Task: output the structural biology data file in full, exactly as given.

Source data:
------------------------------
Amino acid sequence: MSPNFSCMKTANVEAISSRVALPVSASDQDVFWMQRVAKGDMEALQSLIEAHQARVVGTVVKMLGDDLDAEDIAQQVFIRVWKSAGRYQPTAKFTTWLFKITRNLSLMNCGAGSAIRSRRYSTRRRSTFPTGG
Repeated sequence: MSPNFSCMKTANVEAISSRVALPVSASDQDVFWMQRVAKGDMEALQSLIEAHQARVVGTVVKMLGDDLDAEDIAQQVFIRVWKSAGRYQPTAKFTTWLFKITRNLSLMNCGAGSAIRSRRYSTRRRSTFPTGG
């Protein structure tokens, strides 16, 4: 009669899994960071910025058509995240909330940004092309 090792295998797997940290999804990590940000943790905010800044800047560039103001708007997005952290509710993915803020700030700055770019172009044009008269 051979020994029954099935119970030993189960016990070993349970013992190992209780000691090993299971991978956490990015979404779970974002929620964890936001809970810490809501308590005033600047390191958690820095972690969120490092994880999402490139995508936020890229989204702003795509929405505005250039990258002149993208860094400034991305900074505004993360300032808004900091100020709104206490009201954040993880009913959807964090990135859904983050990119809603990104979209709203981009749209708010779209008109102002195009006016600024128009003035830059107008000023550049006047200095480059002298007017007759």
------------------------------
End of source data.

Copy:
Amino acid sequence: MSPNFSCMKTANVEAISSRVALPVSASDQDVFWMQRVAKGDMEALQSLIEAHQARVVGTVVKMLGDDLDAEDIAQQVFIRVWKSAGRYQPTAKFTTWLFKITRNLSLMNCGAGSAIRSRRYSTRRRSTFPTGG
Repeated sequence: MSPNFSCMKTANVEAISSRVALPVSASDQDVFWMQRVAKGDMEALQSLIEAHQARVVGTVVKMLGDDLDAEDIAQQVFIRVWKSAGRYQPTAKFTTWLFKITRNLSLMNCGAGSAIRSRRYSTRRRSTFPTGG
């Protein structure tokens, strides 16, 4: 009669899994960071910025058509995240909330940004092309 090792295998797997940290999804990590940000943790905010800044800047560039103001708007997005952290509710993915803020700030700055770019172009044009008269 051979020994029954099935119970030993189960016990070993349970013992190992209780000691090993299971991978956490990015979404779970974002929620964890936001809970810490809501308590005033600047390191958690820095972690969120490092994880999402490139995508936020890229989204702003795509929405505005250039990258002149993208860094400034991305900074505004993360300032808004900091100020709104206490009201954040993880009913959807964090990135859904983050990119809603990104979209709203981009749209708010779209008109102002195009006016600024128009003035830059107008000023550049006047200095480059002298007017007759």